Title: Associate professor, School of Educational Policy and Leadership; Senior research associate, Kirwan Institute for the Study of Race and Ethnicity, The Ohio State University
Education: Ph.D.: Higher Education, Virginia Tech;
M.Ed.: Educational Policy Studies, University of Virginia;
B.A.: Music and Religious Studies, University of Virginia
Career Mentors: Don Creamer (Virginia Tech), Marybeth Gasman (University of Pennsylvania), Laura Perna (Penn), and Bill Tierney (University of Southern California)
Advice for New Faculty Members: If you engage topics that you have an opinion about, something you want to say, I think that’s the first critical ingredient to being able to have a successful academic career.
Though Dr. Terrell L. Strayhorn considered a career in medicine among many others as an undergraduate at the University of Virginia, some of his childhood experiences foreshadowed his eventual career path to The Ohio State University, where he is an associate professor in the School of Educational Policy and Leadership.
“There was once a Terrell Strayhorn who was 10 who would rather stay inside and write than go outside and play with friends, or who would rather pretend to be teaching to imaginary friends in his bedroom than go play football,” Strayhorn says. “So in a way, this academic life fit very well with my own personal interests and the way I like to have fun.”
A prolific writer, award-winning researcher and a tenured professor by 30, Strayhorn has authored or edited in excess of 30 journal articles, books and book chapters, including The Evolving Challenges Of Black College Students: New Insights For Practice And Research.
A $500,000 NSF CAREER Award Strayhorn received in 2008 is supporting his research project titled, “Investigating the Critical Junctures: Strategies that Broaden Minority Participation in STEM Fields.” All in all, this project fits in squarely with the bulk of Strayhorn’s research, dedicated to identifying and removing retention and persistence roadblocks for minority college students.
For instance, a recent study Strayhorn conducted based on interviews with Black and Latino male engineering students identified three main roadblocks to their success, including the “Invisible Man” syndrome — the feeling of isolation caused by being the only minority in class exacerbated by neglect from professors — the “lack of same-race peers and faculty upon whom students could depend for support,” and “difficulty applying theory and curriculum to practice, as well as few opportunities to do so in introductory engineering courses.”
Colleagues like Dr. Marybeth Gasman, associate professor of higher education at the University of Pennsylvania, applaud both the volume and impact of Strayhorn’s work.
“Terrell’s research has a significant impact because it focuses on young Black men, is policy-driven, and is highly rigorous in methodological approach. … There are some young scholars who just want to put their name on everything, but Terrell is very different from that,” says Gasman. “He’s a role model for young people, and what they need to see is that yes, quantity is good, but having the quality is the most important thing, and that’s why Terrell is being recognized and that’s why he has a national voice.”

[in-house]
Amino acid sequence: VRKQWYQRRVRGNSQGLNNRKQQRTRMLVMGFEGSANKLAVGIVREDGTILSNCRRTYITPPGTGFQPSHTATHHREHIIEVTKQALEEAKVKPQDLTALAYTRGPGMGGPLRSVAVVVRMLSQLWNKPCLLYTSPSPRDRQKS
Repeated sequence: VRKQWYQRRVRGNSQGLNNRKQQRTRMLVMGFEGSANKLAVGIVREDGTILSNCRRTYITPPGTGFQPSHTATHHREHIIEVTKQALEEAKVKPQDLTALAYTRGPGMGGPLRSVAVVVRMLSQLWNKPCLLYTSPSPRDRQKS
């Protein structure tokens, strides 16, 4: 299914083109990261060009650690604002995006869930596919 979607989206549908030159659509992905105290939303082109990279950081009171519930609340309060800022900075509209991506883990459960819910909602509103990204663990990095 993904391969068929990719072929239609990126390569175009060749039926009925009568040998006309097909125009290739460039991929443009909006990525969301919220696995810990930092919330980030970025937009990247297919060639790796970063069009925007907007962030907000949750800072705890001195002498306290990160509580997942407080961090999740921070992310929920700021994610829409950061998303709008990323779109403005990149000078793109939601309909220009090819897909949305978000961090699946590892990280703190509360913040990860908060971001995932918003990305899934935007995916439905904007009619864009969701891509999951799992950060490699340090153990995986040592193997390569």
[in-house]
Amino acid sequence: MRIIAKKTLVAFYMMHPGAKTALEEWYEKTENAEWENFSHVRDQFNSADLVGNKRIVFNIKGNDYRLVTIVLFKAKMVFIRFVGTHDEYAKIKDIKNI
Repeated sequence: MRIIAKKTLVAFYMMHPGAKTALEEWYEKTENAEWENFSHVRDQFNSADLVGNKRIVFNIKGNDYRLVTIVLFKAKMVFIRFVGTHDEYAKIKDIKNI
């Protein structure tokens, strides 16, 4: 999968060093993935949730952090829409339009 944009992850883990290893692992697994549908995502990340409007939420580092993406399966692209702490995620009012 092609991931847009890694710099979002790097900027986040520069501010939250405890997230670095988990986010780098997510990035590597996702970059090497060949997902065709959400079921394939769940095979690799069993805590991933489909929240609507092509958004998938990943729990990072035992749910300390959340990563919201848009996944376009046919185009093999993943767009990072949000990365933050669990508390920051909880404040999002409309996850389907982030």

Dr. Robert Palmer, assistant professor of student affairs administration at Binghamton University, describes Strayhorn as dedicated and passionate about his work, resulting in “research (that) is very powerful, very impactful.”
Palmer also says Strayhorn has served as an excellent mentor, boosting Palmer’s career by eagerly collaborating with him on a number of projects.
“Often in the academy, it’s been my experience that African-Americans, or minorities in general, seem less willing to help one another out for some reason” and Strayhorn “has been the exception,” Palmer says. “Oftentimes, someone on his level can be arrogant. He’s not that way. He’s very approachable.”
Strayhorn says his research is autobiographical in a way, as much of it focuses on the education experiences of minorities that are often juxtaposed to his own, both positive and negative. He says various teachers, peers and others he encountered on his education journey “in some way either enabled or intentionally or unintentionally inhibited or attempted to inhibit my success.”
Strayhorn says one of the questions driving his research is “to what extent was my experience typical of other students of color, other African-American males who might have the ability and the aptitude to achieve but maybe encountered direct resistance to their success or just could not access resources and support to be successful?”
Strayhorn says he was fortunate to have grown up in a White neighborhood with parents who knew how to access resources and support in the school. However, “I realize that is not the situation of all Black students, and those chances are significantly reduced” if “mom and dad’s level of education is not high, if their socioeconomic status is lower, if they’re the first generation in college — it’s those experiences as well as the voices of people whom I’ve met that keep me motivated to do this work.”